- The Washington Times - Sunday, January 19, 2003

SEOUL, South Korea, Jan. 19 (UPI) — The United States Sunday offered North Korea another olive branch in an attempt to defuse tensions that were sparked by Pyongyang's admission of a nuclear weapons program and its withdrawal from the nuclear non-proliferation treaty.

"If (the North Koreans) satisfy our concerns about the nuclear programs, we are prepared to consider a broad approach," Thomas Hubbard, the U.S. ambassador to South Korea, told the south's Korean Broadcasting System. "That would entail, in the final analysis, some economic cooperation, perhaps in the power field."

Hubbard's comments are the second time this week that Washington has tried to defuse the crisis.

Earlier this week, U.S. Assistant Secretary of State James Kelly said energy aid could follow a North Korean reversal of policy.

"Once we get beyond nuclear weapons, there may be opportunities with the U.S., with private investors, with other countries to help North Korea in the energy area," Kelly said in Seoul where he was as part of a diplomatic effort to resolve the crisis.

But the North Koreans rejected that offer as a "a deceptive drama," meant "to mislead the world public opinion."

Washington's "loudmouthed supply of energy and food aid are like a painted cake pie in the sky as they are possible only after the DPRK is totally disarmed," it said, referring to North Korea's official name, the Democratic People's Republic of Korea.

There was no immediate response to Hubbard's comments Sunday.

The international community is keen the crisis be resolved through diplomatic means. Pyongyang is already believed by the CIA to possess one or two nuclear weapons.

Speaking Sunday on CNN's "Late Edition with Wolf Blizer," U.S. Secretary of State Colin Powell said diplomatic means continue with the International Atomic Energy Agency and other organizations and nations.

"I think we are seeing some progress with respect to the work we are doing with our friends in the region. This is an international problem; it's not just a problem between the United States and North Korea," Powell said.

"It's between North Korea and its neighbors and the international community, IAEA, the U.N. as well as the United States, and we're working with all of those parties."

Diplomatic efforts include a planned summit between North and South Korea, Jan. 21-24. The Chinese and Russians are also sending envoys to North Korea for talks, and Australian and U.N. diplomats have all been in Pyongyang recently. Lacking formal diplomatic relations with the hermitic Communist regime, Washington has relied in some part on China and Russia to bring pressure to bear on the North.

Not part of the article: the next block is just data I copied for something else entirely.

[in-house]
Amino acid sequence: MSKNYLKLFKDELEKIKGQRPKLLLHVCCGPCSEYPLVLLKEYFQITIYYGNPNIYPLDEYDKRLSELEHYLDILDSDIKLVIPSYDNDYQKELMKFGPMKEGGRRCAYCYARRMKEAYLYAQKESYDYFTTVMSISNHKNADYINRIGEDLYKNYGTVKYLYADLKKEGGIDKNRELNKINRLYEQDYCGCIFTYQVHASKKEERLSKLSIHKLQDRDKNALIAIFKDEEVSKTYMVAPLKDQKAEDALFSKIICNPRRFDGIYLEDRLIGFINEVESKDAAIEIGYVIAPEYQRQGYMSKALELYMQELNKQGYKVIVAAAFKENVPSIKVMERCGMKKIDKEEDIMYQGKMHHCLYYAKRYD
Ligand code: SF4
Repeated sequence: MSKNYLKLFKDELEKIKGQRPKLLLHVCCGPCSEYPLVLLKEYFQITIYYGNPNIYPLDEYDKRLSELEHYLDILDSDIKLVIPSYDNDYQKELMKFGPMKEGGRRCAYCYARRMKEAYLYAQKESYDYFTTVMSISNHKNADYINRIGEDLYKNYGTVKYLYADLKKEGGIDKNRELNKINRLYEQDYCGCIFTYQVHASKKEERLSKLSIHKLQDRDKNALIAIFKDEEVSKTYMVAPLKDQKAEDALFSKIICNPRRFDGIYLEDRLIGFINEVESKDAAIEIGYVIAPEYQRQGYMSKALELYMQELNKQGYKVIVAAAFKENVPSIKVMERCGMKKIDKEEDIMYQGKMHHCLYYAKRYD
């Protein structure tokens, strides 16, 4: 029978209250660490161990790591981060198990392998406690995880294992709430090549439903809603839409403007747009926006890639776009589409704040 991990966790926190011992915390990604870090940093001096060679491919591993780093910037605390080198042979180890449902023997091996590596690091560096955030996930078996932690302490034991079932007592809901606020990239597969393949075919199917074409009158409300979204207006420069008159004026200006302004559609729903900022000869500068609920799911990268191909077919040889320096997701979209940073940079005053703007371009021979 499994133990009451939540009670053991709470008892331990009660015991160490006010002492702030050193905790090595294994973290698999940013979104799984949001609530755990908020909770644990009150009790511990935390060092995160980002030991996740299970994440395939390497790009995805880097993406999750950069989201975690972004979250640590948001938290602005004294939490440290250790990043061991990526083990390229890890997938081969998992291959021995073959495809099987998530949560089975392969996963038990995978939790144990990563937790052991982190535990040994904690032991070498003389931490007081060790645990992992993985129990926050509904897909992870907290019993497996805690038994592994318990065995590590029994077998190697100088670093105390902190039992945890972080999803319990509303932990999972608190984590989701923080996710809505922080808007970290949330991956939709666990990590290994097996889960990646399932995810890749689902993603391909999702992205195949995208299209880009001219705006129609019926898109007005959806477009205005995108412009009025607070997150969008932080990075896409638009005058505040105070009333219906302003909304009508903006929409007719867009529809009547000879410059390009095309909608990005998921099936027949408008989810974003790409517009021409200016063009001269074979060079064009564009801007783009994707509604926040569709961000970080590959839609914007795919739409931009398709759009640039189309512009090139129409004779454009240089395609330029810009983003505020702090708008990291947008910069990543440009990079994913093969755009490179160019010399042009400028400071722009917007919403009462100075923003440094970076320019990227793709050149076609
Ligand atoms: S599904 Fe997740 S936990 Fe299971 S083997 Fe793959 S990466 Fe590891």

The foreign policy conundrum in Asia erupted late last year when the United States said Pyongyang had acknowledged to Kelly and other officials it had violated the 1994 Framework Agreement with Washington to scrap North Korea's nuclear weapons program in return for economic assistance.

North Korea, Washington said, had begun a program to produce uranium-enriched nuclear material suitable for weapons soon after it signed the 1994 pact, which shuttered a nuclear reactor that produced plutonium, provided for nuclear inspections and led to the sealing of spent fuel rods, from which the weapons-grade plutonium could be extracted.

The admission, which North Korea denied last week, came after Kelly presented North Korea with intelligence evidence of the enrichment program during a visit to Pyongyang.

Two weeks ago, North Korea walked out of the NPT after expelling international weapons inspectors. It also threatened to restart its missile-testing program.

It said any imposition of economic sanctions against it would be considered war. Pyongyang wants a formal non-aggression pledge from Washington as well as direct talks and other concessions.

U.S. officials have said, however, that any talks — whether direct or through third parties — would not be negotiations, but only discussions on how Pyongyang would go about dismantling its nuclear program.

On Sunday, however, the official North Korean news agency said any dialogue must be bilateral.

North Korea and the United States "should sit face-to-face to solve the nuclear issue on the Korean peninsula, as it was authored by the latter," the statement on the Korean Central News Agency said. "The internationalization of this issue would make the prospect of its settlement more complicated and gloomy."

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